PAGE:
As a first-year in college, it seems as if Freeform’s latest hit-TV show “Grown-ish” could not have started airing at a better time. As the show’s central character, Zoey Johnson (Yara Shahidi), struggles to adapt to her new life at the fictional California University, I find myself relating all too well with the experiences she goes through. Indeed, it is the show’s relatability that has made it the sensation it currently is. With its premiere as Freeform’s most successful in years and the overnight explosion of its online fandom, the show currently holds a remarkable grip on pop culture.
“Grown-ish,” which began airing last month, serves as a spin-off of ABC’s popular sitcom “Black-ish” — although lack of knowledge about the latter series will not impede a viewer’s enjoyment of “Grown-ish.” The new show follows the eldest daughter of the Johnson family, the central focus of “Black-ish,” through her first year of college.
The show is a comedic narrative that in the spirit of its predecessor, remaining unafraid to tackle serious topics among the laughs. Such a diversity of topics creates a show that mirrors life and its natural ups and downs, perhaps making it easier for the audience to connect with Zoey. As such, we are almost able to grow with her; we cheer when she first makes friends in a late-night class session, much like the friendships made in the classic “The Breakfast Club,” we are hopeful for her when she enters new relationships and we feel remorse for her when they don’t work out the way she thinks they will.
The show covers issues college students face today with an ease unmatched by other shows that try to relate to young-adult audiences. The show dives into Adderall-abuse, hook-up culture, the pressure surrounding college athletes and harmful biases within youth LGBTQ culture.
Credit for the show feeling as grounded as it does can be attributed to the wisdom of its creator Kenya Barris, who is also the executive producer and an occasional writer. Barris’s career has flourished in recent years with one success after the other. As the creator of “Black-ish” and screenwriter for both last year’s breakout hit “Girl’s Trip” and 2016’s “Barbershop: The Next Cut,” he has established himself as a prolific producer and writer of comedic content that helps to normalize African-American narratives within the mainstream.
A few criticisms of the show have gained traction, mainly those centering around the dissonance that exists between the teen-oriented narrative the show conveys and the nuances of the actual experiences of contemporary youth. Such a critique is almost inevitable, however, and usually accompanies fictional media that tries to imitate the contemporary lives of youth in any fashion; there will always be an almost tangible barrier between media and reality that usually goes unfelt by most, but is especially felt and prevalent when said media focuses on youth culture, which is constantly changing and formed of intricacies that can never truly be replicated by the adults behind the camera. That being said, I feel that the extent of the care with which youth-oriented topics are presented in the show cuts away this barrier between media and reality better than other shows that attempt to do the same.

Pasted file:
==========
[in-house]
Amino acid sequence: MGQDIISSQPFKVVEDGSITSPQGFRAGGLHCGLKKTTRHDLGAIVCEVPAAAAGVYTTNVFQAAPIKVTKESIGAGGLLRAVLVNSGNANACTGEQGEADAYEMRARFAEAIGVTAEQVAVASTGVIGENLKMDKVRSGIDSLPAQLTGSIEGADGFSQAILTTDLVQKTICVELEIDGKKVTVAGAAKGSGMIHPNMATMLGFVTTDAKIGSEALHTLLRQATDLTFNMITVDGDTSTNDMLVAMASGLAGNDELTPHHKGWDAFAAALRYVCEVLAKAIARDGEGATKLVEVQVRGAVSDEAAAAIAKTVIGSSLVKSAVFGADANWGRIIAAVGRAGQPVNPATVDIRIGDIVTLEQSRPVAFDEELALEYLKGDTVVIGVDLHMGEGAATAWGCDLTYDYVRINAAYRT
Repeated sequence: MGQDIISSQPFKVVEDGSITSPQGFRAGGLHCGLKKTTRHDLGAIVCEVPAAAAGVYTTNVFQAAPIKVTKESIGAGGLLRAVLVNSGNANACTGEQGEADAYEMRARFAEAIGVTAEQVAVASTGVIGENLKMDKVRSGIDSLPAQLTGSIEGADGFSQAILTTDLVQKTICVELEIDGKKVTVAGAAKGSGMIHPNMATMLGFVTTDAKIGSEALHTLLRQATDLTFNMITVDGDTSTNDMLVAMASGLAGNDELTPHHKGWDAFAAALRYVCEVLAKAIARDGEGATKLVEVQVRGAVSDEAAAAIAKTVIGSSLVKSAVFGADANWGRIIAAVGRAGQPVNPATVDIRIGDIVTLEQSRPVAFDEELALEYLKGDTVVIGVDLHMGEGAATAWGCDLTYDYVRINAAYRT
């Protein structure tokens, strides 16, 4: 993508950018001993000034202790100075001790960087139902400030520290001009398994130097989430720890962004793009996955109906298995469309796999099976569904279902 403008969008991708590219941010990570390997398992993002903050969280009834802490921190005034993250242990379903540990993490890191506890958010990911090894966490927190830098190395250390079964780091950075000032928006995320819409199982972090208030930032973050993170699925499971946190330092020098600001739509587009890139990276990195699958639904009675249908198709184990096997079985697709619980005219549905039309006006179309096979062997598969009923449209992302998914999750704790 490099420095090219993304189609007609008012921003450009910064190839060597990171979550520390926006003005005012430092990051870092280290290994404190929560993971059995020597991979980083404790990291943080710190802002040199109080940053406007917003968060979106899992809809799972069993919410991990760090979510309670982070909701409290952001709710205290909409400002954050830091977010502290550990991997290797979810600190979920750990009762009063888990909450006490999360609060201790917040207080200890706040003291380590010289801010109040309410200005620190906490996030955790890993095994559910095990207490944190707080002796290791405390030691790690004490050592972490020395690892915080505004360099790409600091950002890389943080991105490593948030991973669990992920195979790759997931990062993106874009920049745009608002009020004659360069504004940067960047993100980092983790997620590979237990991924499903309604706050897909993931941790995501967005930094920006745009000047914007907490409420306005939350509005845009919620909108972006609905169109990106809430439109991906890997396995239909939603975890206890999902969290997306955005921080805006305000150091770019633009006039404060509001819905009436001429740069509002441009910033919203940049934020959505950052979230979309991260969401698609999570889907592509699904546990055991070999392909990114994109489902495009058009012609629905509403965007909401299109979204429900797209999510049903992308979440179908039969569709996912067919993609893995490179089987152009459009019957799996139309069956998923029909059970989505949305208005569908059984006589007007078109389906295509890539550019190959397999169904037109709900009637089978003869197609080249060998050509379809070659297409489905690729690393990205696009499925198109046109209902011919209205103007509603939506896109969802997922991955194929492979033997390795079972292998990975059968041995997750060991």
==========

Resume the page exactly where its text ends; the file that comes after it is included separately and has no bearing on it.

Another critical commentary arises around the perceived weakness of its romantic side-plots, which some have deemed unrealistic, generic and even boring. Despite this, I find the love-triangle between Zoey, her sophomore friend Aaron (Trevor Jackson) and star basketball player Cash Mooney (da’Vinchi, or Abraham D. Juste) to be a little generic but still entertaining enough to keep me watching from week to week.
Ultimately, though, the show excels in other areas to such an extent that it’s easy to look past the few flaws that it has. With its stellar cast, near-perfect writing and charming relatability, “Grown-ish” is a must-watch for college students, first-years or otherwise, and also those who simply wish to relive the chaotic newness of college life all over again
“Grown-ish” currently airs on Freeform each week on Wednesday at 8 p.m.